The thought of joining a startup can be enticing. For some, it’s the autonomy and freedom to experiment with new ideas that lures them in. For others, it’s the more collaborative, casual work environment and opportunity to work alongside like-minded peers who are passionate about entrepreneurship.

But making the choice isn’t always easy. Is a startup the right fit, or would you be better-suited for a corporate environment? If you’re contemplating a career change or mulling over a new position, here are five factors to consider before joining a startup.

What You Need to Know Before Joining a Startup

1. Early Employees Create the Culture

When you join an established organization, the culture is more immediately apparent. Values have been defined and refined over the years and, if executed successfully, permeate the company, informing how employees interact, solve problems, and collaborate.

At a startup, the early employees are the culture. The founders’ personalities and values tend to influence daily operations. With every new hire and decision made, the culture slowly starts to form, and whenever a founder chooses to pursue or ignore an initiative, they’re sending a signal to employees about what they think will help the organization achieve its mission.

Before deciding to join a startup, make sure you align with the founders’ values and vision. If you don’t, it’s likely the culture won’t be a fit. Given some startup employees are also expected to work 50 to 60 hours per week, you want to know the work you’re doing is meaningful and engaging.

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2. Your Financial Future Is Uncertain

If your paycheck came late, would you be prepared? The reality is, depending on the startup’s stage, you might not get paid on a regular schedule.

Are the founders bootstrapping and using their own money to get the company off the ground? Is there a plan to fundraise? If so, how much capital do the founders need and who are the investors they’re working with? You should have the answers to these questions before accepting a position, so that you can better gauge the risk.

If you have savings in place, the opportunity might be worth it. It’s important, though, to determine what you can and can’t live without, as your financial future is more uncertain.

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3. The Benefits May Vary

Salary is only one of the benefits to consider. You might be offered equity, or a stake in the company, to augment your pay. If you are, carefully read the terms and conditions. It’s important to know the total number of shares outstanding—not just what you’re being offered—so that you can get a true picture of how much of the company you’d own.

Equity is granted in different forms, including stock options, in which you buy shares at a predetermined price, and restricted stock units, which are typically subject to a vesting schedule. That schedule determines when you’re eligible to earn equity and typically requires you to stay at the company for a certain number of years.

If you’re working for a startup you’re confident will sky-rocket, then equity can be an enticing perk. If the startup’s exit strategy isn’t defined or the future of your industry is unclear, negotiate instead for health insurance—another benefit some startups might forego until they’re profitable.

It’s important to know your non-negotiables before joining a startup. Is there a certain salary threshold you need to hit, or can any gaps be offset by equity? The benefits vary by startup, so understanding your priorities will help you determine whether you’re making the right next step.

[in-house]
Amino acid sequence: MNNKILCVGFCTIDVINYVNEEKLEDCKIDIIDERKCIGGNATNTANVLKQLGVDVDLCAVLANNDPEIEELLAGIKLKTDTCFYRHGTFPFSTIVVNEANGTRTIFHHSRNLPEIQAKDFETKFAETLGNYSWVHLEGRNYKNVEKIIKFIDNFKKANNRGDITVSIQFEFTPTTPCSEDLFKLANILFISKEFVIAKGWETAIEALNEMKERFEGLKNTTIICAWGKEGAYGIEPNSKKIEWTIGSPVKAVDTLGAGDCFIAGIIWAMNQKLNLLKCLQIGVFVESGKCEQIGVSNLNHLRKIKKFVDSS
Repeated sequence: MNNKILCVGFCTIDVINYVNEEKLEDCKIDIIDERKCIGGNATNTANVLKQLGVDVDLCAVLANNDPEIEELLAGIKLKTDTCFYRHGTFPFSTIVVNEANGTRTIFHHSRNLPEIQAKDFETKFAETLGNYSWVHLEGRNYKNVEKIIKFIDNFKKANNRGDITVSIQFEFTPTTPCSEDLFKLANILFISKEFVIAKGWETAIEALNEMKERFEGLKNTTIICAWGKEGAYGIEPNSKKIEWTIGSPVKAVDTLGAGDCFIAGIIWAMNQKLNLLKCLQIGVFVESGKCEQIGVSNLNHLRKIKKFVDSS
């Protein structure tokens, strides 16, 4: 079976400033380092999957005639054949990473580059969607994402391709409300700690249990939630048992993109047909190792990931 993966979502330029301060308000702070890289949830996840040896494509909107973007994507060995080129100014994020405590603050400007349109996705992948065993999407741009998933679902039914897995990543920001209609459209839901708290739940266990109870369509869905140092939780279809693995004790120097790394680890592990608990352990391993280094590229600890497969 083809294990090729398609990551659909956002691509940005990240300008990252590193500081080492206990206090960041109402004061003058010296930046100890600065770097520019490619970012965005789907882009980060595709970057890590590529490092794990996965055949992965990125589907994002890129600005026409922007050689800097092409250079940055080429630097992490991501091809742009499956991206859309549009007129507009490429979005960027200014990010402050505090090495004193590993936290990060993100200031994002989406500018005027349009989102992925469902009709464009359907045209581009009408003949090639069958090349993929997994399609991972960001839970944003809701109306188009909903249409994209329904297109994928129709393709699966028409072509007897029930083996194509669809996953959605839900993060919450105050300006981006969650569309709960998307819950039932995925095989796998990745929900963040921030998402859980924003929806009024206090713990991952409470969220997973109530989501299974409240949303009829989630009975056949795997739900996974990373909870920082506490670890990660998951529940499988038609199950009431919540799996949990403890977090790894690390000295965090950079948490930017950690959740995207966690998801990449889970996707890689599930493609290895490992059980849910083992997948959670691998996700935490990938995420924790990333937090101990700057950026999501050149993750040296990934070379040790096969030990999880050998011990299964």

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4. Adaptability Is Key

If you prefer process and structure, a startup environment might not be for you. Startups have limited resources, which means employees typically need to tackle work outside the scope of their job description.

For those who thrive in ambiguity and can easily adapt to change, this is a plus. Joining a startup offers you the opportunity to gain new skills and explore different functional areas you might otherwise not have exposure to working at a larger firm.

5. This Will Be a Risk

By joining a startup, you’re ultimately taking a risk. Roughly 50 percent of small businesses survive their first five years. Although daunting, there are big benefits. Not only will you gain new skills, but you’ll learn about entrepreneurship and develop a deeper understanding of what it takes to build a company from the ground up.

It’s important to acknowledge the risk and do your research. Look into the founders’ backgrounds. Is this their first startup? Do they have the strategic vision needed to take the company to the next level? From there, analyze the industry. Are there opportunities to disrupt the status quo, and is your startup positioned to make a significant impact?

While joining a startup might be a risk, it’s a chance that could pay off. You never know: You could end up working for the next Airbnb or Netflix.

Are you interested in joining a startup, but want to better understand the ins and outs of entrepreneurship? Explore our four-week online course Entrepreneurship Essentials, and learn to speak the language of the startup world.

Lauren Landry

About the Author

Lauren Landry is the associate director of marketing and communications for Harvard Business School Online. Prior to joining HBS Online, she worked at Northeastern University and BostInno, where she wrote nearly 3,500 articles covering early-stage tech and education—including the very launch of HBS Online. When she's not at HBS Online, you might find her teaching a course on digital media at Emerson College, chugging coffee, or telling anyone who's willing to listen terribly corny jokes.